Fall of Colonial Empire in India – 3

Indian National Movement

On 28 December 1885 Indian National Congress (INC) was founded in the premises of Gokuldas Tejpal Sanskrit School at Bombay. It was presided over by W.C Banerjee and attended by 72 delegates. A.O Hume played an instrumental role in the foundation of INC with an aim to provide Safety Valve to the British Government. A.O Hume served as a first General Secretary of INC. Real Aim of Congress is too trained the Indian youth in political agitation and to organise or to create public opinion in the country. For this they use the method of annual session where they discuss the problem and passed the resolution. The first or early phase of Indian Nationalism is also termed as Moderate Phase (1885-1905). Moderate leaders were W.C Banerjee, Gopal Krishna Gokhale, and R.C Dutt

Congress Sessions during Swadeshi Movement:

  1. 1905 – Congress session in Banaras. Presided over by Gopal Krishan Gokhale.2. 1906 – Congress Session in Calcutta. Presided over by Dadabhai Naroji. 3. 1907 – Congress Session in Surat on the bank of the river Tapti. Presided over by Pherozeshah Mehta where due to the differences between Moderates and Extremist first split in Congress occurred.

Government of India Act 1919 or Montagu- Chelmsford Reform Act was passed to establish a responsible Government in India.

On 9th January 1915 Gandhi return to India from South Africa at the age of 46. In 1916 Gandhi founded Sabarmati Ashram at Ahmadabad (Gujarat) to preach the idea of truth and non-violence.

Champaran Satyagraha – 1917

Kheda Satyagraha – 1917

Ahmadabad Mill Strike – 1918

Rowlatt Act Satyagraha February, 1919

Gandhi founded the Satyagraha Sabha in February, 1919. In this movement student, middle class, labour and capitalist participated and congress as an organisation was nowhere. This was the first mass movement of Gandhi.

Jallianwala Bagh Massacre – 13 April, 1919. People were gathered at Jallianwala Bagh in Amritsar to protest against arrest on Saifuddin Kitchlew and Satyapal on 13 April 1919. On 1st August 1920 Khilafat Committee launched a Non-Cooperation movement on triple issues- Punjab wrongs, Khilafat issue and Demand for Swaraj.

Civil Disobedience Movement was started with the Dandi March. From 12 March to 6 April , 1930 Gandhi along with his 78 followers marched from Sabarmati Ashram to Dandi and broke the salt law by making salt on 6th April 1930.

Development of Education System in India during British Period

Education policy of the British: In pre-British days Hindus and Muslims were educated through Pathsala and Madrassa respectively. Britishers showed no interest in advancement of learning in the first stage of their rule in India. Some of the Britishers in personal endeavor and for political gain showed some interest in spreading education. Warren Hastings, Governor-General of Bengal showed keen interest in spreading oriental education in which effort Jonathan Duncan, Nathani Halhead, Sir William Jones, joined hands. Sir William Jones, the Justice Calcutta High Court, established Asiatic Society at Calcutta (1784 A.D.). Here they started research on oriental education and culture. At the time of Lord Wellesley Fort William College was established (1800 A.D.)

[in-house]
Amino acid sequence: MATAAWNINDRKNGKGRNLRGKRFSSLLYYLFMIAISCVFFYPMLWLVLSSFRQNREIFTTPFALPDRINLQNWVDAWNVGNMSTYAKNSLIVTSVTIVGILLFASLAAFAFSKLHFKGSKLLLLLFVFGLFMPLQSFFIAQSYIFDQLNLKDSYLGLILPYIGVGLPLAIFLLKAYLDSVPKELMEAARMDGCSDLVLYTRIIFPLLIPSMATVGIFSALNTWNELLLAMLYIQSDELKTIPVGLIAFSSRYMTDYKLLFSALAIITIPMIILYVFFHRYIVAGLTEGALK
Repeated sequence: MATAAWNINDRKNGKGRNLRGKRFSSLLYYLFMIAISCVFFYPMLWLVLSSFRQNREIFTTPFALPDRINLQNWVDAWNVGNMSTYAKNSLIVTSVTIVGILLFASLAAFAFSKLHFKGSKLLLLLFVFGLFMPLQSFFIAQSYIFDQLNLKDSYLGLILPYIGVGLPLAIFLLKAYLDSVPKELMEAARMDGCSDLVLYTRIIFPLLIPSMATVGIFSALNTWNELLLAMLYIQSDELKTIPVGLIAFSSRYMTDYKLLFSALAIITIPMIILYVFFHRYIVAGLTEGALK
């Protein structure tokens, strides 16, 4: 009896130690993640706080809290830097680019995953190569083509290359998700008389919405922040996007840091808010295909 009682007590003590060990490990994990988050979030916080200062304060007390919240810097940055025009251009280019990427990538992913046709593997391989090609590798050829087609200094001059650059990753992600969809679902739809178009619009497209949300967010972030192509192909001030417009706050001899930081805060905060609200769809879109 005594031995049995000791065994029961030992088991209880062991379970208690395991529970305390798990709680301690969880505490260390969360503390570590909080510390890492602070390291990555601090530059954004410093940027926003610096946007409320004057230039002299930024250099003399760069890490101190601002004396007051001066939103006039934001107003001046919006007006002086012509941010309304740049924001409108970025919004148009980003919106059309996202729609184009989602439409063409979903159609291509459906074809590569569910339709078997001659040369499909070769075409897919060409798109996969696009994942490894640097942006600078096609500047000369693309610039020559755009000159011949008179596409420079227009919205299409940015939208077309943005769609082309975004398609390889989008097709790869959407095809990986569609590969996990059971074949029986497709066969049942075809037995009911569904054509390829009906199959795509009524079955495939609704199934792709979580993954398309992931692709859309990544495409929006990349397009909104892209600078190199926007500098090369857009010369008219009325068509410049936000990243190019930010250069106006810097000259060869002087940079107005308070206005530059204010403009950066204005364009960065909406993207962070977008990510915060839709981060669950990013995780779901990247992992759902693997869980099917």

Endeavour of the Christian Missionaries: British colonial ruler did not show any interest in education. The Christian Missionaries were the first to come forward. The Baptist Missionary William Carey came to India in the year 1793 A.D. He along with his friends established Baptist Mission in Serampore (1800 A.D.). By their enthusiasm many primary schools came up in nearly places. They es­tablished a printing press and stilled printing booklets in Bengali. Carry translated the Ramayana in English (1800 A.D.) By his inspiration the Bible was translated in differ­ent Indian languages and Halhead’s Bengali Grammar’s new edition was published. By their zeal an English school was established in Serampore in 1818 A.D. That is now known as Serampore College.

Royal Indian Navy (RIN) Mutiny 1946

On February 18, 1946, a section of non-commissioned officers and sailors known as Ratings, serving in the Royal Indian Navy, mutinied against the British Officers.

The mutiny started as a strike by the ratings to protest against the hardships regarding pay, food and racial discrimination. In the same night, a Naval Central Strike committee was created by the Ratings. This committee was presided by Signalman M.S Khan and Vice president was Petty Officer Telegraphist Madan Singh. The populace of India was already fascinated by the heroic tales of the Indian National Army. So, the strikes and hartals spread from Bombay to Calcutta, Madras and even Karachi. The foolish British commander made some derogatory remarks on the nationality of these personnel and the result was that they took possession of some ships, mounted guns over there and started firing. The mutineers hoisted three flags tied together on the ships which they had captured -One of Congress, One of Muslim League, and the third Red Flag of the Communist Party of India. The mutiny was ended by intervention of Sardar Patel, who after a meeting with M. S. Khan made a statement of ending the strike. The similar statement was made by Jinnah in Calcutta. The mutineers surrendered but despite the assurances of Congress and Muslim League, many mutineers were arrested, subjected to court martial and dismissed from the services. The violence broke out in Mumbai and over 200 people lost lives in this disturbance. The mutiny made an impression on the British, that it would be better to leave the country. On February 19, the second day of this mutiny, Cabinet Mission was sent to India.